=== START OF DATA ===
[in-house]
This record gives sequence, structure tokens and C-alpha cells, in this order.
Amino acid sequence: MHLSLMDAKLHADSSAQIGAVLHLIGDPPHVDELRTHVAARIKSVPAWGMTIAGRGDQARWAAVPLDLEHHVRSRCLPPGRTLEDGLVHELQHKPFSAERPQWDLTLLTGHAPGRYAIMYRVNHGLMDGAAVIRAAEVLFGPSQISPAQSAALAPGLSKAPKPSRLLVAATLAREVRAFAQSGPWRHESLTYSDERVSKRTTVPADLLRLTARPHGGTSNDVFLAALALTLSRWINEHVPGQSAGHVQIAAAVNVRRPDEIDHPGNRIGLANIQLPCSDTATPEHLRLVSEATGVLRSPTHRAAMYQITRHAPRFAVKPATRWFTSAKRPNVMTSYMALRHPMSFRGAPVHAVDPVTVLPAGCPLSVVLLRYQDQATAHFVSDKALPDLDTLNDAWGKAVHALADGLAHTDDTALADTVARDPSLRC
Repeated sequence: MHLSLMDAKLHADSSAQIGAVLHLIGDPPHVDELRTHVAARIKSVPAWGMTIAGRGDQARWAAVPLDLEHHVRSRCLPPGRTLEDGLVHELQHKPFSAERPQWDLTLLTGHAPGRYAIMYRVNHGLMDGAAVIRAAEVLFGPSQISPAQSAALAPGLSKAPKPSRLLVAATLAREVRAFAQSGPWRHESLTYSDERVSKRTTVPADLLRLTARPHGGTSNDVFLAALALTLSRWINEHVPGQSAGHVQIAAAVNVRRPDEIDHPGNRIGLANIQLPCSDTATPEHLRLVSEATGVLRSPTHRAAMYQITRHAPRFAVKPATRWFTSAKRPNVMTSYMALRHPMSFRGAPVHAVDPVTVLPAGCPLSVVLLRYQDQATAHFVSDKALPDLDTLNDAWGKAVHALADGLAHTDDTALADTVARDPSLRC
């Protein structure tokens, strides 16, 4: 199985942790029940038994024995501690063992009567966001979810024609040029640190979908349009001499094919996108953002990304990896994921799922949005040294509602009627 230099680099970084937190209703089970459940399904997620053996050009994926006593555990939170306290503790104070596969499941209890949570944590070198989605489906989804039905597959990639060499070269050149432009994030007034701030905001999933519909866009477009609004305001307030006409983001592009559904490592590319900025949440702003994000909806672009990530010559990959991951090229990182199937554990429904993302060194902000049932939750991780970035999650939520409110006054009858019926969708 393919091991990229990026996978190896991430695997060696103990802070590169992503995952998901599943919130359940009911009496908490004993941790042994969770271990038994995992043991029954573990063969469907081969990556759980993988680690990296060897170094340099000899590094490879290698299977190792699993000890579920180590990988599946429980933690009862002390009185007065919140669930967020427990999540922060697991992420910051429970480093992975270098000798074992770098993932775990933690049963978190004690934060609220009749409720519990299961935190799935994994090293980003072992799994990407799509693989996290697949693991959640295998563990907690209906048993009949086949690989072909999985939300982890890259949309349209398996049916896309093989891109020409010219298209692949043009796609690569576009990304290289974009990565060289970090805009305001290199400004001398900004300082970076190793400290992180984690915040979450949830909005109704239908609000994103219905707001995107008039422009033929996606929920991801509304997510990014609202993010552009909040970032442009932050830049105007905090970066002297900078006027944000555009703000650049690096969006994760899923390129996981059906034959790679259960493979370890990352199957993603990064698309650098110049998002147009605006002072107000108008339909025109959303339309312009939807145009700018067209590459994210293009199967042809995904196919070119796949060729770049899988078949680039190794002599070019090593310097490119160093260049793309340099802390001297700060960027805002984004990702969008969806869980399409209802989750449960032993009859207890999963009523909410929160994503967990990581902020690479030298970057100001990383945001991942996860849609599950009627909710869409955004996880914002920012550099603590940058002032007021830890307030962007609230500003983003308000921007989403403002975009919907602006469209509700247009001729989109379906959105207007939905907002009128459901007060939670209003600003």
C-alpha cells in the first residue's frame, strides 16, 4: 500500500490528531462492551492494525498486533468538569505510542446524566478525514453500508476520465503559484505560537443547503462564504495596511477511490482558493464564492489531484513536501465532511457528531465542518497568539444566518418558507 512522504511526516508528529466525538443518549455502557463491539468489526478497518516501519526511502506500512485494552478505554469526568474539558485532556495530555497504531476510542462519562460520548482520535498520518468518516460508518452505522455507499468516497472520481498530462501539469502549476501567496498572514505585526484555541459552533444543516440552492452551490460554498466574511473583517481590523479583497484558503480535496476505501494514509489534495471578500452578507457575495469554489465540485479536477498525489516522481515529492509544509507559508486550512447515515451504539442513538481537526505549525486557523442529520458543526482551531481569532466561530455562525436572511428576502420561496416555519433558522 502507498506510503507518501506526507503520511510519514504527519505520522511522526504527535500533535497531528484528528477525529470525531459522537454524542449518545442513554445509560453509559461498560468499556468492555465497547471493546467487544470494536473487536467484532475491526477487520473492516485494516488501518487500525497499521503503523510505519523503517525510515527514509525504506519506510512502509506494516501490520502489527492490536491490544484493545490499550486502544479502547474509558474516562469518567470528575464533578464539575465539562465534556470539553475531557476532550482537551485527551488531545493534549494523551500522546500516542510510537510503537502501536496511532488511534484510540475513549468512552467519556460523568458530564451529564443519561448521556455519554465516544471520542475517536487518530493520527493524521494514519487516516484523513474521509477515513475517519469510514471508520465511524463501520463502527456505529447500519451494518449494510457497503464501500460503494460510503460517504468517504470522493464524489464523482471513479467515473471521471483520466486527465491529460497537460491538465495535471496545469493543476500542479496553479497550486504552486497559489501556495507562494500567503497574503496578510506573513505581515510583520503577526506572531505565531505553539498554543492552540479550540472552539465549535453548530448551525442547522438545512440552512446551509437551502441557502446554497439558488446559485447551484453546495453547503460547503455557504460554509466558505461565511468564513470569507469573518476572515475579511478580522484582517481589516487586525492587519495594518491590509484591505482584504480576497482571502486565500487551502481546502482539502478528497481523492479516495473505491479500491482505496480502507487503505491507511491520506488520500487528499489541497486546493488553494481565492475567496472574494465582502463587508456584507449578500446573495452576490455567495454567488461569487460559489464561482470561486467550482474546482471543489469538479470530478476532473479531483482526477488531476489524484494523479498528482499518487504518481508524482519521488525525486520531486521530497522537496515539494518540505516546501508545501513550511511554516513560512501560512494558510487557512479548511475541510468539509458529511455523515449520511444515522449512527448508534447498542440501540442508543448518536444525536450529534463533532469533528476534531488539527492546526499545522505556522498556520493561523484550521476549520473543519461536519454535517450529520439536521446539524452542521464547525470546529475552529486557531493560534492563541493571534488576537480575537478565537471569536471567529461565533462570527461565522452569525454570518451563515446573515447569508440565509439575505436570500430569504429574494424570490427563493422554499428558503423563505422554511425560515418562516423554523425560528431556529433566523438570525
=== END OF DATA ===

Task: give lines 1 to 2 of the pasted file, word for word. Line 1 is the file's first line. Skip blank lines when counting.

[in-house]
This record gives sequence, structure tokens and C-alpha cells, in this order.